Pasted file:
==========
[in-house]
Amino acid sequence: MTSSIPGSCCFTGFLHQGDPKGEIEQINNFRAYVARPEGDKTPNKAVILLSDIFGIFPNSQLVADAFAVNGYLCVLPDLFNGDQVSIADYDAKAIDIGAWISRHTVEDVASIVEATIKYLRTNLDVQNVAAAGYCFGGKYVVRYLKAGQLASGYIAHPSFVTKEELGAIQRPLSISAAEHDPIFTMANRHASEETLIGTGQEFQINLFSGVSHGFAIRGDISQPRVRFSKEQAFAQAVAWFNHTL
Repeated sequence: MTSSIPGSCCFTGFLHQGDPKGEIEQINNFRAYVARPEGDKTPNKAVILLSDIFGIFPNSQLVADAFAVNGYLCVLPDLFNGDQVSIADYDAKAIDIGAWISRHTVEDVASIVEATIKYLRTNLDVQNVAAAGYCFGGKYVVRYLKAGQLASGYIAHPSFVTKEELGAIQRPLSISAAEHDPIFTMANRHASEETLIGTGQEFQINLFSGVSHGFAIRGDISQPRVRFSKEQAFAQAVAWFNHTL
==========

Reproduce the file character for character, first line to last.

[in-house]
Amino acid sequence: MTSSIPGSCCFTGFLHQGDPKGEIEQINNFRAYVARPEGDKTPNKAVILLSDIFGIFPNSQLVADAFAVNGYLCVLPDLFNGDQVSIADYDAKAIDIGAWISRHTVEDVASIVEATIKYLRTNLDVQNVAAAGYCFGGKYVVRYLKAGQLASGYIAHPSFVTKEELGAIQRPLSISAAEHDPIFTMANRHASEETLIGTGQEFQINLFSGVSHGFAIRGDISQPRVRFSKEQAFAQAVAWFNHTL
Repeated sequence: MTSSIPGSCCFTGFLHQGDPKGEIEQINNFRAYVARPEGDKTPNKAVILLSDIFGIFPNSQLVADAFAVNGYLCVLPDLFNGDQVSIADYDAKAIDIGAWISRHTVEDVASIVEATIKYLRTNLDVQNVAAAGYCFGGKYVVRYLKAGQLASGYIAHPSFVTKEELGAIQRPLSISAAEHDPIFTMANRHASEETLIGTGQEFQINLFSGVSHGFAIRGDISQPRVRFSKEQAFAQAVAWFNHTL